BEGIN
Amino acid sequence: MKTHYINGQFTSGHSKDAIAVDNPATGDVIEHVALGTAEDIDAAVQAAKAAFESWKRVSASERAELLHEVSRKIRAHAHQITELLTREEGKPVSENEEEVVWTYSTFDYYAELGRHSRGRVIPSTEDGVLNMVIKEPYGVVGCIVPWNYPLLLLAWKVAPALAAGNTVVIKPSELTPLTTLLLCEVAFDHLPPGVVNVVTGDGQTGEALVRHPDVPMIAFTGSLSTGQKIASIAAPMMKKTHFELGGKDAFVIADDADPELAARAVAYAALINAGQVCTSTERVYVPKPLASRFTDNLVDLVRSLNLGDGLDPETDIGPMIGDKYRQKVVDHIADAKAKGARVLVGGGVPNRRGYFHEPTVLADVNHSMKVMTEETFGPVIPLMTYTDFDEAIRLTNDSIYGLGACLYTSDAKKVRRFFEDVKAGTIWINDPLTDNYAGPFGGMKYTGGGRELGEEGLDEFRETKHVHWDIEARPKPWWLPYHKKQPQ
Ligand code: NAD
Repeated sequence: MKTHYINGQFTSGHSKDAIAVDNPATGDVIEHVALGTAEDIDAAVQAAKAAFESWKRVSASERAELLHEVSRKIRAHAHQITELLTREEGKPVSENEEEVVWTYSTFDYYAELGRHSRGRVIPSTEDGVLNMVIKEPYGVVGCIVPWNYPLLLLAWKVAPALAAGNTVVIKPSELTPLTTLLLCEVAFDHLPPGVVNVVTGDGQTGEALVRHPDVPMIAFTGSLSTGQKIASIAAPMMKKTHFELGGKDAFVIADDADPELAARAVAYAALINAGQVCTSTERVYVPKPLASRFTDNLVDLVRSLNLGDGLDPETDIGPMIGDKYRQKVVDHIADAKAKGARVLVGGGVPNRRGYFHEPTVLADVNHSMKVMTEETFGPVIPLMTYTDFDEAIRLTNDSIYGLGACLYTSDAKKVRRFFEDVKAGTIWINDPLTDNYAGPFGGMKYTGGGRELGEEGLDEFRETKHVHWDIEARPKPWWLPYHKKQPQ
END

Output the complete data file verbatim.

Amino acid sequence: MKTHYINGQFTSGHSKDAIAVDNPATGDVIEHVALGTAEDIDAAVQAAKAAFESWKRVSASERAELLHEVSRKIRAHAHQITELLTREEGKPVSENEEEVVWTYSTFDYYAELGRHSRGRVIPSTEDGVLNMVIKEPYGVVGCIVPWNYPLLLLAWKVAPALAAGNTVVIKPSELTPLTTLLLCEVAFDHLPPGVVNVVTGDGQTGEALVRHPDVPMIAFTGSLSTGQKIASIAAPMMKKTHFELGGKDAFVIADDADPELAARAVAYAALINAGQVCTSTERVYVPKPLASRFTDNLVDLVRSLNLGDGLDPETDIGPMIGDKYRQKVVDHIADAKAKGARVLVGGGVPNRRGYFHEPTVLADVNHSMKVMTEETFGPVIPLMTYTDFDEAIRLTNDSIYGLGACLYTSDAKKVRRFFEDVKAGTIWINDPLTDNYAGPFGGMKYTGGGRELGEEGLDEFRETKHVHWDIEARPKPWWLPYHKKQPQ
Ligand code: NAD
Repeated sequence: MKTHYINGQFTSGHSKDAIAVDNPATGDVIEHVALGTAEDIDAAVQAAKAAFESWKRVSASERAELLHEVSRKIRAHAHQITELLTREEGKPVSENEEEVVWTYSTFDYYAELGRHSRGRVIPSTEDGVLNMVIKEPYGVVGCIVPWNYPLLLLAWKVAPALAAGNTVVIKPSELTPLTTLLLCEVAFDHLPPGVVNVVTGDGQTGEALVRHPDVPMIAFTGSLSTGQKIASIAAPMMKKTHFELGGKDAFVIADDADPELAARAVAYAALINAGQVCTSTERVYVPKPLASRFTDNLVDLVRSLNLGDGLDPETDIGPMIGDKYRQKVVDHIADAKAKGARVLVGGGVPNRRGYFHEPTVLADVNHSMKVMTEETFGPVIPLMTYTDFDEAIRLTNDSIYGLGACLYTSDAKKVRRFFEDVKAGTIWINDPLTDNYAGPFGGMKYTGGGRELGEEGLDEFRETKHVHWDIEARPKPWWLPYHKKQPQ